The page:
Are you intrinsically or extrinsically motivated?

Conventional wisdom holds that most of us are extrinsically motivated—offer us some extra credit, a bigger bonus, or a heftier piece of cake, and we’ll work harder and achieve better results. We also tend to believe that the reverse is true: if we punish poor behavior, a bad grade, or low performance, we’ll see less of that behavior in the future. This is known as the “carrots and sticks” model of motivation, and we see it everywhere, from the parenting of children, all the way up to complex diplomatic relations between nations. If you’re a parent, and you’ve ever offered your student a desirable reward for a good grade, while threatening to take away iPhone privileges for a failing one, then you’re more than familiar with carrots and sticks. The question we should all be asking ourselves, however, is: Do carrots and sticks actually work?

Despite the fact that the reward/punishment model is so deeply rooted in how we think about influencing behavior, psychological studies have shown that carrots and sticks really only work well when the task at hand is algorithmic—that is, when it involves repeating the same mundane sequence over and over again. If you offer someone a cash bonus to stuff a certain number of envelopes in an hour, that person’s going to work faster, and you’re going to get better results. Stuffing envelopes is a simple, left-brain task that everyone already knows how to do; to do it more quickly doesn’t require activating the complex, creative thinking of the right half of the brain.

However, reward/punishment is actually detrimental when it comes to problems such as the following:



\text{What is the value of }x-y\text{?}

The above is a classic SAT problem: you can actually solve it without ever finding the values of x or y alone. However, because students are taught algorithms in school to solve for x, they typically try to do just that, and then run into all kinds of problems with questions like this one. Essentially, most students try to approach this problem with the left half of their brains, in envelope-stuffing fashion. But this problem cannot be stuffed like an envelope; it requires “outside-the-box,” right brain thinking. Oftentimes, this is where students hit a wall—a wall that no reward or punishment is going to motivate them to get over. So how do we get these students to persevere, to try the problem, to fail at it, then to try again in a different way, and if necessary, to ask a teacher, a parent, an older sibling, or a tutor for help, and then, after that whole process, to finally go back, to discover the error, and then re-attempt the problem and finally get it right?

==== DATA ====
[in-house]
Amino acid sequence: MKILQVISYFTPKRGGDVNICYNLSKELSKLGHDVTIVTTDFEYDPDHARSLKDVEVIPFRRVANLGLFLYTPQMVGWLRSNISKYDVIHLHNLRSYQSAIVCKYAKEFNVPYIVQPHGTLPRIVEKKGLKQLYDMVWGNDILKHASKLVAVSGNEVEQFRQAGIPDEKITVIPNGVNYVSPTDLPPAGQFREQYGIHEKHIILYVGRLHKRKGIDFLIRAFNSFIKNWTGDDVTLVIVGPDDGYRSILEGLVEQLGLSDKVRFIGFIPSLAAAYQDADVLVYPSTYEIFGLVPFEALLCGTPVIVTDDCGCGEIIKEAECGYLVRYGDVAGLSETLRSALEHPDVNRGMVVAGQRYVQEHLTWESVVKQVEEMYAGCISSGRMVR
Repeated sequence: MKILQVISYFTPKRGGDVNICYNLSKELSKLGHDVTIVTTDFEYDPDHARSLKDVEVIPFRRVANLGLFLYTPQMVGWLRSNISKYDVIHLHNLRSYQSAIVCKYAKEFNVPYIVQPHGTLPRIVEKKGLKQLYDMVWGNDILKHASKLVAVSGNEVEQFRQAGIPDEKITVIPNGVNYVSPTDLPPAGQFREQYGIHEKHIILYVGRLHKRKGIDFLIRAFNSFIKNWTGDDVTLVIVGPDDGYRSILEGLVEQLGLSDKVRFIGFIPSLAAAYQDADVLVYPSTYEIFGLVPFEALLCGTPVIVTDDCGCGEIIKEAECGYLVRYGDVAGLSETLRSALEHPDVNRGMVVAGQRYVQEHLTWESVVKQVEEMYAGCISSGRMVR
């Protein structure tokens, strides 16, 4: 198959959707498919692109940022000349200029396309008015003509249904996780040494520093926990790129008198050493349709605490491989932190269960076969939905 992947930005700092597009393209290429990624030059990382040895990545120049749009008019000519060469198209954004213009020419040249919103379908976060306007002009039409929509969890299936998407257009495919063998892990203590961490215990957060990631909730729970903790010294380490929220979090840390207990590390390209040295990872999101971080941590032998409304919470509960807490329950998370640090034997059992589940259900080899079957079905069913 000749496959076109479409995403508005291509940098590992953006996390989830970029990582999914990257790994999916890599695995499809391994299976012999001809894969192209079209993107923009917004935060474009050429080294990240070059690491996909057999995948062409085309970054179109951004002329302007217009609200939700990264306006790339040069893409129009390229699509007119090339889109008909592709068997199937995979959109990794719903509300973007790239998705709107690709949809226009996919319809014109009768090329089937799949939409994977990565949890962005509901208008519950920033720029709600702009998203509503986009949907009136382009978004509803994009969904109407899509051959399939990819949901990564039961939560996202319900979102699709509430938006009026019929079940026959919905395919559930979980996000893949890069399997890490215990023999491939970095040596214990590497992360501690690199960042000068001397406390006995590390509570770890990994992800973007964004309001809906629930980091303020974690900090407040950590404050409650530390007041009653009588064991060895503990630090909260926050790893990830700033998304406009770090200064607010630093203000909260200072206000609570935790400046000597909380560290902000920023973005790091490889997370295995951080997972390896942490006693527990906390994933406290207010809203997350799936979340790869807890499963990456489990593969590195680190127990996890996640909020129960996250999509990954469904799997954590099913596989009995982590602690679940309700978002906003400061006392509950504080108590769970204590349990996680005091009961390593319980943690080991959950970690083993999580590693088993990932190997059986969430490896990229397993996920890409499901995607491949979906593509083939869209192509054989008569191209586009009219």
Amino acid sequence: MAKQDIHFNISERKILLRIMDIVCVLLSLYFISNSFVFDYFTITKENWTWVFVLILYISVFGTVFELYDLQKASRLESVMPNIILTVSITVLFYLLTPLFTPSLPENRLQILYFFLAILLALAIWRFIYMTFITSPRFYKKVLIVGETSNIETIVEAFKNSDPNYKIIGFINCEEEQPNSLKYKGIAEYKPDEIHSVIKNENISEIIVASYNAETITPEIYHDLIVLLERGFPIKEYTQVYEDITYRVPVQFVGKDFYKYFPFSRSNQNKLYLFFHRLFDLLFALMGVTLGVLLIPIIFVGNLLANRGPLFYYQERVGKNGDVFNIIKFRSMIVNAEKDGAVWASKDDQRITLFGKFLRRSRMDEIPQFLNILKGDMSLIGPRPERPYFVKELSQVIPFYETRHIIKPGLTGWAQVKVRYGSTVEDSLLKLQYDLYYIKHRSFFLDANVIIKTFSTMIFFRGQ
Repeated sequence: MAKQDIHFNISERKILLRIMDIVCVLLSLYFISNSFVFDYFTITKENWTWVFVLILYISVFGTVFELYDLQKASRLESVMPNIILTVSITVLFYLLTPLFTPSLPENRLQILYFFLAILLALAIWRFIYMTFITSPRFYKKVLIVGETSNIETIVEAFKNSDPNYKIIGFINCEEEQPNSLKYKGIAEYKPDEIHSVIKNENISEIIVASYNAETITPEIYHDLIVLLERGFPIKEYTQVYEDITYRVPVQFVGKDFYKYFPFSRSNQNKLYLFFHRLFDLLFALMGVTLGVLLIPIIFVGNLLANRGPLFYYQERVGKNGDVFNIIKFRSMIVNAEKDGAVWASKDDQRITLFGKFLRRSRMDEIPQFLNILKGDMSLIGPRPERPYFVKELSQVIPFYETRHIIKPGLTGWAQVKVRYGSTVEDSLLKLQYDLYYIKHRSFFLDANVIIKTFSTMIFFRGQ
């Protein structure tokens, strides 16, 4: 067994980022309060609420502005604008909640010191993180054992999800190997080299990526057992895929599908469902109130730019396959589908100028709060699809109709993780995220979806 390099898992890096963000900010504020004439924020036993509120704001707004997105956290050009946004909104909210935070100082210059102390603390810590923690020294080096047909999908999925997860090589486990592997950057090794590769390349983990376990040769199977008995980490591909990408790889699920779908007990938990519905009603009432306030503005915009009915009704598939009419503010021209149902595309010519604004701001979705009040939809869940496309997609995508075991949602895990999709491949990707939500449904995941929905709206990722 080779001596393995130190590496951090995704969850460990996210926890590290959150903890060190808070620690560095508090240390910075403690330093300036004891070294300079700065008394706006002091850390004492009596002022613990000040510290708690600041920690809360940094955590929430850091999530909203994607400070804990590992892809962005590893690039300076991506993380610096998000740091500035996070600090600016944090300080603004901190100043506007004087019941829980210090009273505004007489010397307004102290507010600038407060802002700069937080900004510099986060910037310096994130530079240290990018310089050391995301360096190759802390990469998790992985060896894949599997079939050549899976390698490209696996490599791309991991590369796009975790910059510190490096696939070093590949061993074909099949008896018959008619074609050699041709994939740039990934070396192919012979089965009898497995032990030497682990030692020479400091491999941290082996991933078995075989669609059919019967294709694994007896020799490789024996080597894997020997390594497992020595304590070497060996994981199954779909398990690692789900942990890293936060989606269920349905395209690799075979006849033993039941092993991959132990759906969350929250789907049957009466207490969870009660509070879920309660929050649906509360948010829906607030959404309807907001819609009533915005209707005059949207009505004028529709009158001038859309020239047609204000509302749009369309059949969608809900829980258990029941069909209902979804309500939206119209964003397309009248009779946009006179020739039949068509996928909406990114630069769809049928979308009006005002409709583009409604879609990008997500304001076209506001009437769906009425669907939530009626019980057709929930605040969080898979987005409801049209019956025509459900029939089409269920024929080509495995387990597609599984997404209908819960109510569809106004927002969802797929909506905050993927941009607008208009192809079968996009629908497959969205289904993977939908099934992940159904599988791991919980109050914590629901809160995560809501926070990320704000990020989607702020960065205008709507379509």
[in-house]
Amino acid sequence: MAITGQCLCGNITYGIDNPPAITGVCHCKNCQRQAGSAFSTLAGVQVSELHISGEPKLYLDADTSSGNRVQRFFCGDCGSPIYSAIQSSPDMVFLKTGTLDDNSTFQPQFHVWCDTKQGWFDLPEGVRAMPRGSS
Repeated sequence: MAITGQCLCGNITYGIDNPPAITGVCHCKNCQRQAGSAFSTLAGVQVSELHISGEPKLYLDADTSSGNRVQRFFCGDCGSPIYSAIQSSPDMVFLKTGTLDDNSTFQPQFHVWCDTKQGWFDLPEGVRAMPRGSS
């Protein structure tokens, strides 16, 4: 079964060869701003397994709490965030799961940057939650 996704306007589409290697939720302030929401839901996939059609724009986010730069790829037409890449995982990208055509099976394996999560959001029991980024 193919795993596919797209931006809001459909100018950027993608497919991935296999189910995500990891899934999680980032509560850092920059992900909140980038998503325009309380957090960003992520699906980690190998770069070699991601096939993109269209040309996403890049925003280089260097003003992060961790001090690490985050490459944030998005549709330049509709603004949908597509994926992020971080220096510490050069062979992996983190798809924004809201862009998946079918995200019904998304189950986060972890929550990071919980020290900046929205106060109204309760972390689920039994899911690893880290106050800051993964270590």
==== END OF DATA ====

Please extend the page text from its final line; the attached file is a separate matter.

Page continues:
The only way students will bother with any of this is if they are intrinsically motivated, or rather, if they see the task as its own reward. At first glance, this might seem laughable. Except for a handful of math geeks, who would ever see a math puzzle as its own reward? As it turns out, however, we are actually psychologically hardwired to enjoy puzzles; for those students who claim to dislike math, my bet would be that it has far more to do with an embarrassing or traumatic experience they had with math at a young age than with any built-in animosity towards numbers. I also know from my own tutoring experience that “I’m just not good at math” is largely a self-limiting belief that can be unlearned. As we now know, intelligence is not a fixed quantity like your height, but much more like a muscle, which can be strengthened through training and exercise.

So how do we intrinsically motivate our students or, for that matter, ourselves? I encourage you to try the following the next time you want to get your son or daughter to sit down and study (or to get yourself to do something you’ve been procrastinating):

On a scale of 1 to 10, how interested are you in [studying, going to the gym, writing your novel, etc.] right now?

Typically, you’ll get a response of 3 or maybe 4—big surprise. Now ask the following:

Why didn’t you say a lower number?

No one expects this follow-up question, and it takes us off guard. In answering the question, we spontaneously begin to list all the reasons we actually do want to do the thing we’ve been procrastinating—“Well, I do actually want to get a good grade, and it would be great to get this out of the way before the weekend…” In listing all the reasons we actually do want to tackle the task at hand, we unknowingly increase our intrinsic motivation, which is what actually gets us to move.

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Do you need help motivating your teen to excel in school? Contact me today for a free consultation!